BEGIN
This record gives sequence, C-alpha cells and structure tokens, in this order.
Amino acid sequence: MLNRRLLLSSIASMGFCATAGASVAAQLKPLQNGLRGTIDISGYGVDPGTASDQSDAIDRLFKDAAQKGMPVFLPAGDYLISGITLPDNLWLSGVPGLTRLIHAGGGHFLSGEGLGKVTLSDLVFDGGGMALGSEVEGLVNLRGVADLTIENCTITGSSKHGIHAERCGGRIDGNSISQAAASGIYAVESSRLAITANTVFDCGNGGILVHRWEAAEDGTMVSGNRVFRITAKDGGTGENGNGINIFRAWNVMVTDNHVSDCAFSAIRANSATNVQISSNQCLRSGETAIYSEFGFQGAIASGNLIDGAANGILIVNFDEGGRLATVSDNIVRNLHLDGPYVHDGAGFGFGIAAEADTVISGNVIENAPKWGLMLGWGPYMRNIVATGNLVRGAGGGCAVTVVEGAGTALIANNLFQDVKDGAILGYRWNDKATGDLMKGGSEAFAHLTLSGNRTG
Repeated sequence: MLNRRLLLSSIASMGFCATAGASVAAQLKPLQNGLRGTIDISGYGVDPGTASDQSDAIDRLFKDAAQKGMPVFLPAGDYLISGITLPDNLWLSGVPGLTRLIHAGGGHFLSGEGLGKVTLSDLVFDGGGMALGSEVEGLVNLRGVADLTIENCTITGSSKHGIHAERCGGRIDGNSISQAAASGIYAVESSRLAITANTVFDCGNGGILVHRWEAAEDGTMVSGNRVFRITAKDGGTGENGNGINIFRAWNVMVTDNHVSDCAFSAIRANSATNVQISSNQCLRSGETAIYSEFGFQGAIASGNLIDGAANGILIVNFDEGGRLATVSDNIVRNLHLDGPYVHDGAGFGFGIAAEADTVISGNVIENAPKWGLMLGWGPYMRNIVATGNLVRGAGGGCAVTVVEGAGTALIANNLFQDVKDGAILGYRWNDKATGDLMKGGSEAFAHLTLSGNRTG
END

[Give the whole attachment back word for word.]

This record gives sequence, C-alpha cells and structure tokens, in this order.
Amino acid sequence: MLNRRLLLSSIASMGFCATAGASVAAQLKPLQNGLRGTIDISGYGVDPGTASDQSDAIDRLFKDAAQKGMPVFLPAGDYLISGITLPDNLWLSGVPGLTRLIHAGGGHFLSGEGLGKVTLSDLVFDGGGMALGSEVEGLVNLRGVADLTIENCTITGSSKHGIHAERCGGRIDGNSISQAAASGIYAVESSRLAITANTVFDCGNGGILVHRWEAAEDGTMVSGNRVFRITAKDGGTGENGNGINIFRAWNVMVTDNHVSDCAFSAIRANSATNVQISSNQCLRSGETAIYSEFGFQGAIASGNLIDGAANGILIVNFDEGGRLATVSDNIVRNLHLDGPYVHDGAGFGFGIAAEADTVISGNVIENAPKWGLMLGWGPYMRNIVATGNLVRGAGGGCAVTVVEGAGTALIANNLFQDVKDGAILGYRWNDKATGDLMKGGSEAFAHLTLSGNRTG
Repeated sequence: MLNRRLLLSSIASMGFCATAGASVAAQLKPLQNGLRGTIDISGYGVDPGTASDQSDAIDRLFKDAAQKGMPVFLPAGDYLISGITLPDNLWLSGVPGLTRLIHAGGGHFLSGEGLGKVTLSDLVFDGGGMALGSEVEGLVNLRGVADLTIENCTITGSSKHGIHAERCGGRIDGNSISQAAASGIYAVESSRLAITANTVFDCGNGGILVHRWEAAEDGTMVSGNRVFRITAKDGGTGENGNGINIFRAWNVMVTDNHVSDCAFSAIRANSATNVQISSNQCLRSGETAIYSEFGFQGAIASGNLIDGAANGILIVNFDEGGRLATVSDNIVRNLHLDGPYVHDGAGFGFGIAAEADTVISGNVIENAPKWGLMLGWGPYMRNIVATGNLVRGAGGGCAVTVVEGAGTALIANNLFQDVKDGAILGYRWNDKATGDLMKGGSEAFAHLTLSGNRTG